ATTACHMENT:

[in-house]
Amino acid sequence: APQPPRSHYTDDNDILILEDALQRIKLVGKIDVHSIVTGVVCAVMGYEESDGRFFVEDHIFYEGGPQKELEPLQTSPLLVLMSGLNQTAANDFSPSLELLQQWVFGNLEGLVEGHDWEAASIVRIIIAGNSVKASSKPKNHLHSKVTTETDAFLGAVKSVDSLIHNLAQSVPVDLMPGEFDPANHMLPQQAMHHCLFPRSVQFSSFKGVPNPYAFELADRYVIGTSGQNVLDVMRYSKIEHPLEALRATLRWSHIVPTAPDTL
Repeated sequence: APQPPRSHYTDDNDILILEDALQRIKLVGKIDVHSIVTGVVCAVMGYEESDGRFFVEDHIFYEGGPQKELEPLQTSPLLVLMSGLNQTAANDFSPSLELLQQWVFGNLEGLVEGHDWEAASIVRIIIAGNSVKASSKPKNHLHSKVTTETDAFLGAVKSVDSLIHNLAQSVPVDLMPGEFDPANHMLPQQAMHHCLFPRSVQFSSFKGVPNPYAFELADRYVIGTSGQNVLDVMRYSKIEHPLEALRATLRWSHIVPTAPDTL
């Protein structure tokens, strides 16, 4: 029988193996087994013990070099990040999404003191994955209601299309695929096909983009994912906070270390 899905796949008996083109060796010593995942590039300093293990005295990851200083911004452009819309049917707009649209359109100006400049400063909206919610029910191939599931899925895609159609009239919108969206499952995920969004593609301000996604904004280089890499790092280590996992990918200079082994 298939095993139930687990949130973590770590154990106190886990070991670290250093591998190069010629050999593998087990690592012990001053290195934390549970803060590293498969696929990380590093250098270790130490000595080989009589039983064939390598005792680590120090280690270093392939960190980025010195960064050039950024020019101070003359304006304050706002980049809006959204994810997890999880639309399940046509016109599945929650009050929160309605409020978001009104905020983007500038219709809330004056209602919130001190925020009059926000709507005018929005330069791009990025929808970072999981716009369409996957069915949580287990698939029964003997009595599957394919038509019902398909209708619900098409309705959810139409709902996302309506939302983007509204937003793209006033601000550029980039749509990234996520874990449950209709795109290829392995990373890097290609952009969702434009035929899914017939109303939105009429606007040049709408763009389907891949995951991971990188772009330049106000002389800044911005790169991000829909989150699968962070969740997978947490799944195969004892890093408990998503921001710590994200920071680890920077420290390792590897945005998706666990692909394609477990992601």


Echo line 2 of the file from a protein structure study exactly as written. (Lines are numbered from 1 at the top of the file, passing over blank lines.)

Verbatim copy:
Amino acid sequence: APQPPRSHYTDDNDILILEDALQRIKLVGKIDVHSIVTGVVCAVMGYEESDGRFFVEDHIFYEGGPQKELEPLQTSPLLVLMSGLNQTAANDFSPSLELLQQWVFGNLEGLVEGHDWEAASIVRIIIAGNSVKASSKPKNHLHSKVTTETDAFLGAVKSVDSLIHNLAQSVPVDLMPGEFDPANHMLPQQAMHHCLFPRSVQFSSFKGVPNPYAFELADRYVIGTSGQNVLDVMRYSKIEHPLEALRATLRWSHIVPTAPDTL